I came to find out that Mr. 100 had some deep, dark secrets, and, as we know, secrets can’t stay hidden for long. Once I was introduced to his family, the secrets started to sneak their way out of the vault Mr. 100 had kept them in. Mr. 100 was a perfectionist, but his childhood had been anything but perfect. He came from a broken home, so he hustled for love and attention, and the only way he obtained it was being an academic over-achiever. Mr. 100 had framed certificates of his academic success: he had his doctorate, was a member of Mensa, became a Neuro Scientist and had a very successful career in Pharma. That’s how he identified himself, that’s where he found his worth: in his degrees and impressive resume. When he found out that I studied human behavior for a living with only a BA, and yet I made more $ than him… well, let’s just say it was one more thing he held against me. I think his words were, “so let me get this straight: people pay you all this money to study the consumer without any credentials?” Yeah, he became a real turd. But I was the asshole that stuck around for 2.5 years of that mind-fuckage and verbal insanity.
At this point, you’re probably wondering, “why the hell did she stay?” And the obvious answer is because I was wounded too. I didn’t have the same wounds as him, but my wounds allowed me to feel I was not deserving of more or better. Wounds that made me believe that ‘this is as good as it gets.’ Wounds that allowed me to think I was better off with someone than no one.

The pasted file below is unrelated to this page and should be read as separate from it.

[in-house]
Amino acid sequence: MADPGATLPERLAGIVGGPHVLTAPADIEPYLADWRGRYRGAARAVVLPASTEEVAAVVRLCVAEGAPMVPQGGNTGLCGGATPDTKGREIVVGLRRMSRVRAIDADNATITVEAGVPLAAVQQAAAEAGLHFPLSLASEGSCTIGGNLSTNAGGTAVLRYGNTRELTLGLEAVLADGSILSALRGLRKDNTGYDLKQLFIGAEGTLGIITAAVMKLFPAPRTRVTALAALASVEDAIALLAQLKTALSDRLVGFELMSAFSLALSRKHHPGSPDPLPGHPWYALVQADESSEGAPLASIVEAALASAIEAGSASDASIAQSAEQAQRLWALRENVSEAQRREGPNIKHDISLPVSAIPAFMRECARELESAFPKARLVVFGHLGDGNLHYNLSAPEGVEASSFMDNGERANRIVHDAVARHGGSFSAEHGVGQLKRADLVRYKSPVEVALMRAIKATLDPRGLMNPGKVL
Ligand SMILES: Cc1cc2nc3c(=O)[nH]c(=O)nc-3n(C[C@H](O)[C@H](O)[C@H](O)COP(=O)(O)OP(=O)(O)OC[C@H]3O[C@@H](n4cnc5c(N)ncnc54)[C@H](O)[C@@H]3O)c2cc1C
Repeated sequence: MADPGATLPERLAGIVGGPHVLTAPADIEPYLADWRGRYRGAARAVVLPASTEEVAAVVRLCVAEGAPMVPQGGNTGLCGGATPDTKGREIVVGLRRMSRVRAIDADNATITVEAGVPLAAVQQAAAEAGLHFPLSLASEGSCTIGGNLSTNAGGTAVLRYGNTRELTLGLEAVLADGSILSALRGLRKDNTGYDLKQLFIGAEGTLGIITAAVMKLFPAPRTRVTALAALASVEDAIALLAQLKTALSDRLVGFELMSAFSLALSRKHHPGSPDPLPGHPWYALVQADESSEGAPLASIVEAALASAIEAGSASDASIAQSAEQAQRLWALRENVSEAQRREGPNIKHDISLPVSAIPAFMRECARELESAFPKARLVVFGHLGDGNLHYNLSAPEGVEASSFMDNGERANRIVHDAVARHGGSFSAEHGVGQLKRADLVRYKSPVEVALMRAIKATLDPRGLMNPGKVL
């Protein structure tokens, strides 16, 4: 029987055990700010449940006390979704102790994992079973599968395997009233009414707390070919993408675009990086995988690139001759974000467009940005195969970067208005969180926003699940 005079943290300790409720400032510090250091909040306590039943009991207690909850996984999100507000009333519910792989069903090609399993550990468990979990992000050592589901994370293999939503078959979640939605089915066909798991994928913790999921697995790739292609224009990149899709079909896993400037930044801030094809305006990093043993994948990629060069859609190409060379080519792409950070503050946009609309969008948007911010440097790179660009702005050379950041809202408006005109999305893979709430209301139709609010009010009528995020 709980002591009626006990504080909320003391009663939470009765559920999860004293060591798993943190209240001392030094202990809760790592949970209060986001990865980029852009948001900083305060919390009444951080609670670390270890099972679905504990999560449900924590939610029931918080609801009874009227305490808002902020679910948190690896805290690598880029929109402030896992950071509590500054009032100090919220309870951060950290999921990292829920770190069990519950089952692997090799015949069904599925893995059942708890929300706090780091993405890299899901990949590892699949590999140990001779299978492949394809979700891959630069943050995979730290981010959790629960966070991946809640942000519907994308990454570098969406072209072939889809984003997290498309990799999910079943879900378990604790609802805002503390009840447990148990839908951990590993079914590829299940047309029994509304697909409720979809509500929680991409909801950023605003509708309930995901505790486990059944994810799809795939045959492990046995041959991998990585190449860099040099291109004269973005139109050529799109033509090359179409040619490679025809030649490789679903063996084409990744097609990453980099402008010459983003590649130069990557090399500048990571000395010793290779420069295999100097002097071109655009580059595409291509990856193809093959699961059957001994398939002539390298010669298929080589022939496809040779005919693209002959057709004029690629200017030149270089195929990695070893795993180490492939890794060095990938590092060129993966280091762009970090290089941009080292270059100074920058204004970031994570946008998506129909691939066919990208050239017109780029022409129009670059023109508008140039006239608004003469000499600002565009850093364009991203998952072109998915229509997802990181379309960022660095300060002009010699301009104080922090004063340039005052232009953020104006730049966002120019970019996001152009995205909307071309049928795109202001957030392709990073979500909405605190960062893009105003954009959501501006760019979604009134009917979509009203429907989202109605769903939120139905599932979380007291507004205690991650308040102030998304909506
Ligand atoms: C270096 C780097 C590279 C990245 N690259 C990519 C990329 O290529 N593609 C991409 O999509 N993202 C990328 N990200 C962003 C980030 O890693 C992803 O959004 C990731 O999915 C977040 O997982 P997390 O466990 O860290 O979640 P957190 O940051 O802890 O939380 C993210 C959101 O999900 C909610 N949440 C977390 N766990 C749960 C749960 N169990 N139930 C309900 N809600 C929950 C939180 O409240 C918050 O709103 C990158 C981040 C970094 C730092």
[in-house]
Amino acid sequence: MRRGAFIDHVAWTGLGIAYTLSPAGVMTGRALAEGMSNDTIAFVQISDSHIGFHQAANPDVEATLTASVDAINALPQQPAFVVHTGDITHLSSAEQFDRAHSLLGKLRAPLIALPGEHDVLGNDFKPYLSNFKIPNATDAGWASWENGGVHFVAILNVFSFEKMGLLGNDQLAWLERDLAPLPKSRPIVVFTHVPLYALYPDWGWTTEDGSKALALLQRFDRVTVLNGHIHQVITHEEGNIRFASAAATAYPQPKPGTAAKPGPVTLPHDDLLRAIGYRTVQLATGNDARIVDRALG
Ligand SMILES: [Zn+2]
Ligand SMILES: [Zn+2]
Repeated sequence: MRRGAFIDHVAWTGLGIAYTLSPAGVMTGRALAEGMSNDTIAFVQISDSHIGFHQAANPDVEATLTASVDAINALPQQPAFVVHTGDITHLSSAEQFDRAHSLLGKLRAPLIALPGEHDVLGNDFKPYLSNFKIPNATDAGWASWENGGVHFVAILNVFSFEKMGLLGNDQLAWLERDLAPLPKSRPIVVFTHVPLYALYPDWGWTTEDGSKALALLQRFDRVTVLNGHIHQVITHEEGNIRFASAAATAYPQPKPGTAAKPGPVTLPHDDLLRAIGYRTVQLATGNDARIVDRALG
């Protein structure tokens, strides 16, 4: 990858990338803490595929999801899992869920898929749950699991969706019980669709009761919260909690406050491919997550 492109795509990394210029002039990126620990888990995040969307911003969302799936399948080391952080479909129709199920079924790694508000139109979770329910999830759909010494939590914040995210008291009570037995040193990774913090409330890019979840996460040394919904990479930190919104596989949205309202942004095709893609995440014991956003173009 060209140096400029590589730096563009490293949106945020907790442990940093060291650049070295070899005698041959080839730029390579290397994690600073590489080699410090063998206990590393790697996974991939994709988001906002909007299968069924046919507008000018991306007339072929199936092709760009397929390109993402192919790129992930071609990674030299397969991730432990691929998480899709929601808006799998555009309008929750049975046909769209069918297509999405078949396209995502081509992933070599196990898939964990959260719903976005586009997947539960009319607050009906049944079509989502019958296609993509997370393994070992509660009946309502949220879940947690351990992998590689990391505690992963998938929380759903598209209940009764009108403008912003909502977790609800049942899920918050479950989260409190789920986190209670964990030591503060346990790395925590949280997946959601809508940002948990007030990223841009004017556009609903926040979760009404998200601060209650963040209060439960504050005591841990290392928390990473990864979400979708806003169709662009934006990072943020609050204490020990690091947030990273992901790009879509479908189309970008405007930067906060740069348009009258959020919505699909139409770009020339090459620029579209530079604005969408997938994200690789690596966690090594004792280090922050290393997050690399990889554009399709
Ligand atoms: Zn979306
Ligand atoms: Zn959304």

A year into our relationship, Mr. 100 suggested we go to couples counseling (PSA: if you’re going to couples counseling a year into a relationship, you’re doomed. Abandon ship immediately). He wanted to use my therapist, which I thought was weird, but I went with it. We lasted 5 sessions. In each session, I would cry hysterically because of the comments coming from this man I loved and who said he loved me. It finally got to the point where my therapist took me aside after a session and said, “I can lose my license for what I am about to say, but he’s an asshole and you need to get out of this hell. Now!” She also believed that (without fully diagnosing him) Mr. 100 had a personality disorder. Which, meant, in short, that no amount of therapy or meds would ever change him. I needed to take action, but I didn’t, so the universe stepped in and did it for me.
They say if your partner can’t be with you through the darkness, then they don’t deserve to be with you in the light. Well, the universe threw two BIG dark circumstances at me that finally pushed me to end the relationship. The first was when he bailed on me during my myomectomy surgery. The second was when he couldn’t show up for me (mentally or emotionally) after my Dad passed away– we were broken up at the time but he wanted to get back together. That’s the day I decided this chapter of my story had to come to an end. That’s when the serious healing & recovery began.
I now know, and finally have the courage to admit (thanks to the healing process and therapy), that I spent 2.5 years in a mentally abusive relationship. Me, Miss “I am strong and take no shit from anyone,” in an abusive relationship?! You wanna talk shame? I was swimming in it for all these years. I never really spoke about this to anyone except a therapist, and now all of you. But what I have come to realize is, what we don’t reveal cannot be healed. So this is my reveal and I am proud to say that I am healed, the shame is gone and the lessons have been learned.
It took 6 years to heal after my relationship with Mr. 100: to work on myself and pursue my next great love– the love of becoming a mom– and eventually dating again. Now, dating as a single mom with a son on the spectrum? Well, that takes finding love to a whole new level. The love that I found, mattered most and revealed ‘THE’ greatest lesson. I will leave that for the last blog in this three-part series. Until then…